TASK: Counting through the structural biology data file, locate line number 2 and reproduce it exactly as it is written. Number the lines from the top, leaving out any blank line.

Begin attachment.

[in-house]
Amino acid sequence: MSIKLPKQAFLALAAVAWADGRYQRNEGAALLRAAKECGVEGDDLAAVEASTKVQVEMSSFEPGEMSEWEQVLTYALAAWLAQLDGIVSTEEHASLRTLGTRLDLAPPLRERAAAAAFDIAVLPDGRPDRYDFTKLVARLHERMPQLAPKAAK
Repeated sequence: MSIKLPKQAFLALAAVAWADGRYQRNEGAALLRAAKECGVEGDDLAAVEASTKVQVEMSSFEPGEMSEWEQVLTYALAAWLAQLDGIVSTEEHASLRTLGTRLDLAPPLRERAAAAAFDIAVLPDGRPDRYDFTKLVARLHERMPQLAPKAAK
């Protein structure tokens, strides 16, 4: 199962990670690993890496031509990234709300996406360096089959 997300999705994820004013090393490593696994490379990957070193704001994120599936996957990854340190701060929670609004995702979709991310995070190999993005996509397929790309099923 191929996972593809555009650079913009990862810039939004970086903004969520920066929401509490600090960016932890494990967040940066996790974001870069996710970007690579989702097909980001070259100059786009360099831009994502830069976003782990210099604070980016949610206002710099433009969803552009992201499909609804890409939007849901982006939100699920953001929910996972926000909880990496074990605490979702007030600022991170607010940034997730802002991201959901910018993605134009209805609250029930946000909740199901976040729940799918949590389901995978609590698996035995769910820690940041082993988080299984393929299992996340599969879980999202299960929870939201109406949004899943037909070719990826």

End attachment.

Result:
Amino acid sequence: MSIKLPKQAFLALAAVAWADGRYQRNEGAALLRAAKECGVEGDDLAAVEASTKVQVEMSSFEPGEMSEWEQVLTYALAAWLAQLDGIVSTEEHASLRTLGTRLDLAPPLRERAAAAAFDIAVLPDGRPDRYDFTKLVARLHERMPQLAPKAAK